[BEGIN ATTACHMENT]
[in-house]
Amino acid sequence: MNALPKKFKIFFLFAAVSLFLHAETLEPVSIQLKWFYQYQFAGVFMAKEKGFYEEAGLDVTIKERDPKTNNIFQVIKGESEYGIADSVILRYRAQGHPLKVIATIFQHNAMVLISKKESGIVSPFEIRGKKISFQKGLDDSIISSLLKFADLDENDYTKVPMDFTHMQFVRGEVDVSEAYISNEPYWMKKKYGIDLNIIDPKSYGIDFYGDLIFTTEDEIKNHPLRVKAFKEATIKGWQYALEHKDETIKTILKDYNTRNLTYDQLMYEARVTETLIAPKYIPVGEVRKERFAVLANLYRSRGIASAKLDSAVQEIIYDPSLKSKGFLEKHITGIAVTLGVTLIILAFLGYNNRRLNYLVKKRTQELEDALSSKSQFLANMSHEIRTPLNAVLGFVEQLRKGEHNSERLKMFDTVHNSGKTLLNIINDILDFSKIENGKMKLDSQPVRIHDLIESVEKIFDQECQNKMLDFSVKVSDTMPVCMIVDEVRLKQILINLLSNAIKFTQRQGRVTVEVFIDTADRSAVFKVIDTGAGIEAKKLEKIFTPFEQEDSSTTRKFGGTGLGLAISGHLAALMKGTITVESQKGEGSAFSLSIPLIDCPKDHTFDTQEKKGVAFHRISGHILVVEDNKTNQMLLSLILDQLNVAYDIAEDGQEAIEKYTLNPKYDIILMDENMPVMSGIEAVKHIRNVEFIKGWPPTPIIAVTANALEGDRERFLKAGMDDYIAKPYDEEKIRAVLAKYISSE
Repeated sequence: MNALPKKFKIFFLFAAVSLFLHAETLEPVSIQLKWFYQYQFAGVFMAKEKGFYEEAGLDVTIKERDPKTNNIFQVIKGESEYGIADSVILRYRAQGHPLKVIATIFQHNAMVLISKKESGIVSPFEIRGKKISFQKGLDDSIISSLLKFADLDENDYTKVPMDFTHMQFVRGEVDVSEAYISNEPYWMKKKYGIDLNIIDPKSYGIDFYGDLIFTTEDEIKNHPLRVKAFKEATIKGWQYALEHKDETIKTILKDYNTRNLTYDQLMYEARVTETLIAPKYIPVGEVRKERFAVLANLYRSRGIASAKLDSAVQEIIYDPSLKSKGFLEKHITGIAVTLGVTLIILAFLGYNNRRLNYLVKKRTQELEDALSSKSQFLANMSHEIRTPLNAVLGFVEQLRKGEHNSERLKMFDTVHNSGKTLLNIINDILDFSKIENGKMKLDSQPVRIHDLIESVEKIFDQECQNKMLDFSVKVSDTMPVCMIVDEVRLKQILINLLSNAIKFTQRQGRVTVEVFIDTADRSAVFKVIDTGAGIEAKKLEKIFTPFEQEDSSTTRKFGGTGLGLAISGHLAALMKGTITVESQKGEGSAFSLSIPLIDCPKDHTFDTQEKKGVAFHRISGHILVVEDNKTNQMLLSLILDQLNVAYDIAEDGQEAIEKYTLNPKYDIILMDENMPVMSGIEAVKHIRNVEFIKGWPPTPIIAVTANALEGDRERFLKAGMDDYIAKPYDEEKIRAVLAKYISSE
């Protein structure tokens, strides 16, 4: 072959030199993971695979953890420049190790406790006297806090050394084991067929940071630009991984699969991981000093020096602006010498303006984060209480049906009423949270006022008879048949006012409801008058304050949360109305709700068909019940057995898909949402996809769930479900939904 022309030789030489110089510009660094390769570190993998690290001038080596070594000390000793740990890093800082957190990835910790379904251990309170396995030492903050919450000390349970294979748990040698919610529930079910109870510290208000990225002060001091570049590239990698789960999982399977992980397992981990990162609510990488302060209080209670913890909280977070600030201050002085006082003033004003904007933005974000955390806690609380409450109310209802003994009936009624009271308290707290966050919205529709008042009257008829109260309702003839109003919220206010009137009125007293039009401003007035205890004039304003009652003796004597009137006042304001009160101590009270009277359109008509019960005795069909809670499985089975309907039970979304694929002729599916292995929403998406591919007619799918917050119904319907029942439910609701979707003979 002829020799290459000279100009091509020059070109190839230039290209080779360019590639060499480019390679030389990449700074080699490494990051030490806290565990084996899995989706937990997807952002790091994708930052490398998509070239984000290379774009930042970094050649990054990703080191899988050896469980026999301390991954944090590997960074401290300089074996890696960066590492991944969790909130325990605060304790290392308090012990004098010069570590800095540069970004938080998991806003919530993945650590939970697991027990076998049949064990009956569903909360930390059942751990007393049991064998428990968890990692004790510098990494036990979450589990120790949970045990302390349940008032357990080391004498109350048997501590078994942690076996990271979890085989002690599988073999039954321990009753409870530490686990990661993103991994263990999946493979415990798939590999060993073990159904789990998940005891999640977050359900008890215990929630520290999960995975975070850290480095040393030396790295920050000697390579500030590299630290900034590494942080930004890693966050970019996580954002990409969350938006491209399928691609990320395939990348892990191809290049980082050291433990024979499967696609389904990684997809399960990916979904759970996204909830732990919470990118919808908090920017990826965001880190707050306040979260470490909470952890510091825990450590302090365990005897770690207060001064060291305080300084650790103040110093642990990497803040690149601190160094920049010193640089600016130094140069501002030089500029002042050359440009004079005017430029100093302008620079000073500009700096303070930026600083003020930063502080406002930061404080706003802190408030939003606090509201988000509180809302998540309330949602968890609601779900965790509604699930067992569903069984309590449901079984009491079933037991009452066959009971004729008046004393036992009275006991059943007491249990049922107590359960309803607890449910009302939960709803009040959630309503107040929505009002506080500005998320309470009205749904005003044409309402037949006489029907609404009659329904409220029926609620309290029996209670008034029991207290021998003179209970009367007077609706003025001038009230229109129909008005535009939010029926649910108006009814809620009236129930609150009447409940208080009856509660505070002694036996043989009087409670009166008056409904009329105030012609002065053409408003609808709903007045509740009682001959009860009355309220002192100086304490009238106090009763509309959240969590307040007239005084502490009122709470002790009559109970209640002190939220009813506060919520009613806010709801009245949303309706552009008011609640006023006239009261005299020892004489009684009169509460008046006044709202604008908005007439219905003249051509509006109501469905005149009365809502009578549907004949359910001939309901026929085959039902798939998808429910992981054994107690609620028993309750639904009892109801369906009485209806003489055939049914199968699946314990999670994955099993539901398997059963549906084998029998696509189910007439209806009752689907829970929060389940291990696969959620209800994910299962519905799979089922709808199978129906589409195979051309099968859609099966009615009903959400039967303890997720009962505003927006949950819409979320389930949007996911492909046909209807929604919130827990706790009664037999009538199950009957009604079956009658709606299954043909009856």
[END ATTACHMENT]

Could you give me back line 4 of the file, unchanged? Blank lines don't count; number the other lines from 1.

């Protein structure tokens, strides 16, 4: 072959030199993971695979953890420049190790406790006297806090050394084991067929940071630009991984699969991981000093020096602006010498303006984060209480049906009423949270006022008879048949006012409801008058304050949360109305709700068909019940057995898909949402996809769930479900939904 022309030789030489110089510009660094390769570190993998690290001038080596070594000390000793740990890093800082957190990835910790379904251990309170396995030492903050919450000390349970294979748990040698919610529930079910109870510290208000990225002060001091570049590239990698789960999982399977992980397992981990990162609510990488302060209080209670913890909280977070600030201050002085006082003033004003904007933005974000955390806690609380409450109310209802003994009936009624009271308290707290966050919205529709008042009257008829109260309702003839109003919220206010009137009125007293039009401003007035205890004039304003009652003796004597009137006042304001009160101590009270009277359109008509019960005795069909809670499985089975309907039970979304694929002729599916292995929403998406591919007619799918917050119904319907029942439910609701979707003979 002829020799290459000279100009091509020059070109190839230039290209080779360019590639060499480019390679030389990449700074080699490494990051030490806290565990084996899995989706937990997807952002790091994708930052490398998509070239984000290379774009930042970094050649990054990703080191899988050896469980026999301390991954944090590997960074401290300089074996890696960066590492991944969790909130325990605060304790290392308090012990004098010069570590800095540069970004938080998991806003919530993945650590939970697991027990076998049949064990009956569903909360930390059942751990007393049991064998428990968890990692004790510098990494036990979450589990120790949970045990302390349940008032357990080391004498109350048997501590078994942690076996990271979890085989002690599988073999039954321990009753409870530490686990990661993103991994263990999946493979415990798939590999060993073990159904789990998940005891999640977050359900008890215990929630520290999960995975975070850290480095040393030396790295920050000697390579500030590299630290900034590494942080930004890693966050970019996580954002990409969350938006491209399928691609990320395939990348892990191809290049980082050291433990024979499967696609389904990684997809399960990916979904759970996204909830732990919470990118919808908090920017990826965001880190707050306040979260470490909470952890510091825990450590302090365990005897770690207060001064060291305080300084650790103040110093642990990497803040690149601190160094920049010193640089600016130094140069501002030089500029002042050359440009004079005017430029100093302008620079000073500009700096303070930026600083003020930063502080406002930061404080706003802190408030939003606090509201988000509180809302998540309330949602968890609601779900965790509604699930067992569903069984309590449901079984009491079933037991009452066959009971004729008046004393036992009275006991059943007491249990049922107590359960309803607890449910009302939960709803009040959630309503107040929505009002506080500005998320309470009205749904005003044409309402037949006489029907609404009659329904409220029926609620309290029996209670008034029991207290021998003179209970009367007077609706003025001038009230229109129909008005535009939010029926649910108006009814809620009236129930609150009447409940208080009856509660505070002694036996043989009087409670009166008056409904009329105030012609002065053409408003609808709903007045509740009682001959009860009355309220002192100086304490009238106090009763509309959240969590307040007239005084502490009122709470002790009559109970209640002190939220009813506060919520009613806010709801009245949303309706552009008011609640006023006239009261005299020892004489009684009169509460008046006044709202604008908005007439219905003249051509509006109501469905005149009365809502009578549907004949359910001939309901026929085959039902798939998808429910992981054994107690609620028993309750639904009892109801369906009485209806003489055939049914199968699946314990999670994955099993539901398997059963549906084998029998696509189910007439209806009752689907829970929060389940291990696969959620209800994910299962519905799979089922709808199978129906589409195979051309099968859609099966009615009903959400039967303890997720009962505003927006949950819409979320389930949007996911492909046909209807929604919130827990706790009664037999009538199950009957009604079956009658709606299954043909009856």